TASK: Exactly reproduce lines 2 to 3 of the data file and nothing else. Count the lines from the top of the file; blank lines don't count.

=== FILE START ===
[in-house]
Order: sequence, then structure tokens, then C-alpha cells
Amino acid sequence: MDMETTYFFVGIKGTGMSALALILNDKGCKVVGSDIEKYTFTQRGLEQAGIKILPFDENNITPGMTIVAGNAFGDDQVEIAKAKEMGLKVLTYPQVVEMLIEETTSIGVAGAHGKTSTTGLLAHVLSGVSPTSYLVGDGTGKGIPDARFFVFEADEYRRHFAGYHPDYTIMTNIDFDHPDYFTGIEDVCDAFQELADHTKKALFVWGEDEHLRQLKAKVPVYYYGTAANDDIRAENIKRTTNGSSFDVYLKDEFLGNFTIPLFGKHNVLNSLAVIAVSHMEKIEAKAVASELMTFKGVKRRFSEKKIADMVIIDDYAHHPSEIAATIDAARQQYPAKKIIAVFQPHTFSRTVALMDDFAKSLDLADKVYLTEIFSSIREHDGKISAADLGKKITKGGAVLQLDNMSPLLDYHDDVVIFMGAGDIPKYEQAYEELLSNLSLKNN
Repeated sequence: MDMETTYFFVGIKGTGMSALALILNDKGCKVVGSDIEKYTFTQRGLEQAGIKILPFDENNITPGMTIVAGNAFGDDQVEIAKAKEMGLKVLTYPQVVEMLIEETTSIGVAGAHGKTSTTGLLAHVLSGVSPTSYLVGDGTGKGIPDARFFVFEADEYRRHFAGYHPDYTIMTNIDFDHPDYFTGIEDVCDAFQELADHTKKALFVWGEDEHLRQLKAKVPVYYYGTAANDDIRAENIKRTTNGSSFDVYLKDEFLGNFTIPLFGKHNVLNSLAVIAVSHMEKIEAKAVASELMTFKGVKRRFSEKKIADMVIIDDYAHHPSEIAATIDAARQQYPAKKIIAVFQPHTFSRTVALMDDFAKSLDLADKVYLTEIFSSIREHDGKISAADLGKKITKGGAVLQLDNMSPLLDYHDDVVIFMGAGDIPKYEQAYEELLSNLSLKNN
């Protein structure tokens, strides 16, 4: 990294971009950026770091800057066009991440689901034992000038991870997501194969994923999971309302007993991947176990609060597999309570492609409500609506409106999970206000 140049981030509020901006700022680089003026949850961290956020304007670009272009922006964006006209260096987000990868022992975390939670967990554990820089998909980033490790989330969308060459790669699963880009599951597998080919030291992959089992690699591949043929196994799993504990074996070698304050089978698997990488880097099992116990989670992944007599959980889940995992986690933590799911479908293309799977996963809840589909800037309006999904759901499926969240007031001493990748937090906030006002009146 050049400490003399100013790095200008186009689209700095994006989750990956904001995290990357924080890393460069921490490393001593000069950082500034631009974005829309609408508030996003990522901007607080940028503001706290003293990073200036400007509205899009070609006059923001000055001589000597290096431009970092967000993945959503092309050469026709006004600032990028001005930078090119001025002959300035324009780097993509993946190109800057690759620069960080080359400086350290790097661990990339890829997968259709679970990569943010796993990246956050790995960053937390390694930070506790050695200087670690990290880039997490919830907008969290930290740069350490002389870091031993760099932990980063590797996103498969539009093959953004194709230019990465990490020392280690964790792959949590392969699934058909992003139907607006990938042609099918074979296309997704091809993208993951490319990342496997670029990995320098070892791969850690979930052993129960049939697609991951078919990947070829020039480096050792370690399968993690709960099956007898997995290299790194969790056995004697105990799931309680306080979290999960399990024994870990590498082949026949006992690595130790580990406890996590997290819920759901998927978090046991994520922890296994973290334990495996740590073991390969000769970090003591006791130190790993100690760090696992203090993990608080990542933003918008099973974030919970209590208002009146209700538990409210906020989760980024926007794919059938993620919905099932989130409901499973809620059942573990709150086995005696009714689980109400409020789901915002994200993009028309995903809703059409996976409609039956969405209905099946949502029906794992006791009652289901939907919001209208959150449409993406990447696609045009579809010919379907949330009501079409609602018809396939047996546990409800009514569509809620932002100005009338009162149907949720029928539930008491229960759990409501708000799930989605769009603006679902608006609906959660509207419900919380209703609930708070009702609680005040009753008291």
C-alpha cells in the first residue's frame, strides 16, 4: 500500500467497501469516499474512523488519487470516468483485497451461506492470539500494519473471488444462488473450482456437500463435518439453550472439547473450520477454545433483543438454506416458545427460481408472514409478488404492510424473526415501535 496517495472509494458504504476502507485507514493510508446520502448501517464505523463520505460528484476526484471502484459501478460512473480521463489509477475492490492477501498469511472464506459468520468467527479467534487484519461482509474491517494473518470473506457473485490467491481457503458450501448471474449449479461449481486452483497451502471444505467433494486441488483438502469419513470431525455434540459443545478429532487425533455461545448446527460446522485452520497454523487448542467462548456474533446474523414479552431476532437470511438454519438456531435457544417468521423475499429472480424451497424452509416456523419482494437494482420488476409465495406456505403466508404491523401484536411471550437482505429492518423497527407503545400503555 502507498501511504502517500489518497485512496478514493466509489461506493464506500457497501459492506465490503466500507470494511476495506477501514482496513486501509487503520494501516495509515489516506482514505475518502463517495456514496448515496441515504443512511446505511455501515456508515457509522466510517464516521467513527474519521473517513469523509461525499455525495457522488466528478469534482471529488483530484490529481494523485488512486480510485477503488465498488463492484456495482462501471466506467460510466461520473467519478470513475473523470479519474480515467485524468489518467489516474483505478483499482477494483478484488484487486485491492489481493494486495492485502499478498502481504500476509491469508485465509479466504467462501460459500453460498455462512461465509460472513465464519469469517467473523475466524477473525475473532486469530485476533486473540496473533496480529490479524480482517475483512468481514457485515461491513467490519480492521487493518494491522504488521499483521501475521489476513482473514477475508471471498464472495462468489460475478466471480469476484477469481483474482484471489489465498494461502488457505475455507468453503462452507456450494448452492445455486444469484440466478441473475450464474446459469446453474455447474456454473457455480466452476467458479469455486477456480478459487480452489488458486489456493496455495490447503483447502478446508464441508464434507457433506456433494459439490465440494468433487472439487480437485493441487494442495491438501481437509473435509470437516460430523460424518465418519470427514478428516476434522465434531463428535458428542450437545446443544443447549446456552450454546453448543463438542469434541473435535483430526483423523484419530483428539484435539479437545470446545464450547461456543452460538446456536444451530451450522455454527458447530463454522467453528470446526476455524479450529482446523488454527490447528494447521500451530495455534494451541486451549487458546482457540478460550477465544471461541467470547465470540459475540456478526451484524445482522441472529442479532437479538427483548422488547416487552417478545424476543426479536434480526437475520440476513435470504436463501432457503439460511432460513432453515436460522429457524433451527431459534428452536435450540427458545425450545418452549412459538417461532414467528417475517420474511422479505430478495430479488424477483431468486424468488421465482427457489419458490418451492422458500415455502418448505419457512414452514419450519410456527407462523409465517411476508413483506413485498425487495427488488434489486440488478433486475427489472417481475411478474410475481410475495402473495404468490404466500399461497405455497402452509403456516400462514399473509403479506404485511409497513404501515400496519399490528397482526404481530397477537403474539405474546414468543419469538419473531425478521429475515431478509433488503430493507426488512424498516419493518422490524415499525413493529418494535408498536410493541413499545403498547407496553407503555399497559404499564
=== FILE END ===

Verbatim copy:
Order: sequence, then structure tokens, then C-alpha cells
Amino acid sequence: MDMETTYFFVGIKGTGMSALALILNDKGCKVVGSDIEKYTFTQRGLEQAGIKILPFDENNITPGMTIVAGNAFGDDQVEIAKAKEMGLKVLTYPQVVEMLIEETTSIGVAGAHGKTSTTGLLAHVLSGVSPTSYLVGDGTGKGIPDARFFVFEADEYRRHFAGYHPDYTIMTNIDFDHPDYFTGIEDVCDAFQELADHTKKALFVWGEDEHLRQLKAKVPVYYYGTAANDDIRAENIKRTTNGSSFDVYLKDEFLGNFTIPLFGKHNVLNSLAVIAVSHMEKIEAKAVASELMTFKGVKRRFSEKKIADMVIIDDYAHHPSEIAATIDAARQQYPAKKIIAVFQPHTFSRTVALMDDFAKSLDLADKVYLTEIFSSIREHDGKISAADLGKKITKGGAVLQLDNMSPLLDYHDDVVIFMGAGDIPKYEQAYEELLSNLSLKNN